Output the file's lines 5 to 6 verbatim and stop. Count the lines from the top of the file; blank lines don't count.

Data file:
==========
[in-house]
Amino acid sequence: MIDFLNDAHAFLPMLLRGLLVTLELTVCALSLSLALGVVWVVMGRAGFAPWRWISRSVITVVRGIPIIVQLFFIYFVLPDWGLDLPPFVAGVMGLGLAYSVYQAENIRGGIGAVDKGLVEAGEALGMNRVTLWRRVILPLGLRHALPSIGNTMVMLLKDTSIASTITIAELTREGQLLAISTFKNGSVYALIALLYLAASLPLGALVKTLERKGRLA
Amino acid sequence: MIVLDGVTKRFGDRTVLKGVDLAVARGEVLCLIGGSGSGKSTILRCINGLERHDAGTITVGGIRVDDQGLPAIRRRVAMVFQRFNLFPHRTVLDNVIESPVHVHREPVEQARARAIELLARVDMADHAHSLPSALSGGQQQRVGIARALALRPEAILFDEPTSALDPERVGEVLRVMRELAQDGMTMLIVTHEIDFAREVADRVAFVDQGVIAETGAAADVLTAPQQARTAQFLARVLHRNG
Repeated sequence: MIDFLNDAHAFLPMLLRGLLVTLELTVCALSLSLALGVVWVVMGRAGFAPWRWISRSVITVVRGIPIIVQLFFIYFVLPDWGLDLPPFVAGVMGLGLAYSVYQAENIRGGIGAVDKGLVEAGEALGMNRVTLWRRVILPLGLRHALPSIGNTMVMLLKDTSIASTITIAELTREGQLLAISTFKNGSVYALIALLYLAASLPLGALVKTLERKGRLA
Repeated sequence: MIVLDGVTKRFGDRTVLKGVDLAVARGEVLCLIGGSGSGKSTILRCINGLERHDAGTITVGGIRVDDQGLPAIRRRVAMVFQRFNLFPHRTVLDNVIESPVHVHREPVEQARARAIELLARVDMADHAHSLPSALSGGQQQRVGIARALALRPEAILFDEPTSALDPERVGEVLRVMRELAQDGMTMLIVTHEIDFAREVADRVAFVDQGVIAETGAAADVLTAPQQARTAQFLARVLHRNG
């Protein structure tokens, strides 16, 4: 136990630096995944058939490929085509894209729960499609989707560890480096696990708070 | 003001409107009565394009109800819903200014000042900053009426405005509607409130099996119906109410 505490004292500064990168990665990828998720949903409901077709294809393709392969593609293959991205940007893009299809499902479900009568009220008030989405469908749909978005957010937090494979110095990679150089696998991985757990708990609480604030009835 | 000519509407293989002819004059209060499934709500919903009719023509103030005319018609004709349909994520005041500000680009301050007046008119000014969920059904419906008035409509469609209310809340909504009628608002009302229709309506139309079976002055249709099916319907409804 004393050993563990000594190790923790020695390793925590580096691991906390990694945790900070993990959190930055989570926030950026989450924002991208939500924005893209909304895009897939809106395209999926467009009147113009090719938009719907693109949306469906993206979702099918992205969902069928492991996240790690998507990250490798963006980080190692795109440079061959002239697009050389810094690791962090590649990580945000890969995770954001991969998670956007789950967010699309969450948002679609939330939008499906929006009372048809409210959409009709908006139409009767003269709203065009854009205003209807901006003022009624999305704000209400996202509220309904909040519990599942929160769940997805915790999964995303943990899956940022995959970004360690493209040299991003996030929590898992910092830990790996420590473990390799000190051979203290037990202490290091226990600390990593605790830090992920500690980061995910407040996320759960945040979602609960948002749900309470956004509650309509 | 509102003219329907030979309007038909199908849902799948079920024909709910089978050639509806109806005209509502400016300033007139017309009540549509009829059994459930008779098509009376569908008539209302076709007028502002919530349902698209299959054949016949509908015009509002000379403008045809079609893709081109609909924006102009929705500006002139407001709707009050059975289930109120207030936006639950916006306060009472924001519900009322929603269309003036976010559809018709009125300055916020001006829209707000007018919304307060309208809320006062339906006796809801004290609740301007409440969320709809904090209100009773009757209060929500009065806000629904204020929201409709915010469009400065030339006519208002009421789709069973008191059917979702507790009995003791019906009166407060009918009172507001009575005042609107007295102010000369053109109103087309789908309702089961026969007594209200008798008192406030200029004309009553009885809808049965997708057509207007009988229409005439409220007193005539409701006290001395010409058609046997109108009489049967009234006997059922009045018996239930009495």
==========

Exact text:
Repeated sequence: MIVLDGVTKRFGDRTVLKGVDLAVARGEVLCLIGGSGSGKSTILRCINGLERHDAGTITVGGIRVDDQGLPAIRRRVAMVFQRFNLFPHRTVLDNVIESPVHVHREPVEQARARAIELLARVDMADHAHSLPSALSGGQQQRVGIARALALRPEAILFDEPTSALDPERVGEVLRVMRELAQDGMTMLIVTHEIDFAREVADRVAFVDQGVIAETGAAADVLTAPQQARTAQFLARVLHRNG
């Protein structure tokens, strides 16, 4: 136990630096995944058939490929085509894209729960499609989707560890480096696990708070 | 003001409107009565394009109800819903200014000042900053009426405005509607409130099996119906109410 505490004292500064990168990665990828998720949903409901077709294809393709392969593609293959991205940007893009299809499902479900009568009220008030989405469908749909978005957010937090494979110095990679150089696998991985757990708990609480604030009835 | 000519509407293989002819004059209060499934709500919903009719023509103030005319018609004709349909994520005041500000680009301050007046008119000014969920059904419906008035409509469609209310809340909504009628608002009302229709309506139309079976002055249709099916319907409804 004393050993563990000594190790923790020695390793925590580096691991906390990694945790900070993990959190930055989570926030950026989450924002991208939500924005893209909304895009897939809106395209999926467009009147113009090719938009719907693109949306469906993206979702099918992205969902069928492991996240790690998507990250490798963006980080190692795109440079061959002239697009050389810094690791962090590649990580945000890969995770954001991969998670956007789950967010699309969450948002679609939330939008499906929006009372048809409210959409009709908006139409009767003269709203065009854009205003209807901006003022009624999305704000209400996202509220309904909040519990599942929160769940997805915790999964995303943990899956940022995959970004360690493209040299991003996030929590898992910092830990790996420590473990390799000190051979203290037990202490290091226990600390990593605790830090992920500690980061995910407040996320759960945040979602609960948002749900309470956004509650309509 | 509102003219329907030979309007038909199908849902799948079920024909709910089978050639509806109806005209509502400016300033007139017309009540549509009829059994459930008779098509009376569908008539209302076709007028502002919530349902698209299959054949016949509908015009509002000379403008045809079609893709081109609909924006102009929705500006002139407001709707009050059975289930109120207030936006639950916006306060009472924001519900009322929603269309003036976010559809018709009125300055916020001006829209707000007018919304307060309208809320006062339906006796809801004290609740301007409440969320709809904090209100009773009757209060929500009065806000629904204020929201409709915010469009400065030339006519208002009421789709069973008191059917979702507790009995003791019906009166407060009918009172507001009575005042609107007295102010000369053109109103087309789908309702089961026969007594209200008798008192406030200029004309009553009885809808049965997708057509207007009988229409005439409220007193005539409701006290001395010409058609046997109108009489049967009234006997059922009045018996239930009495």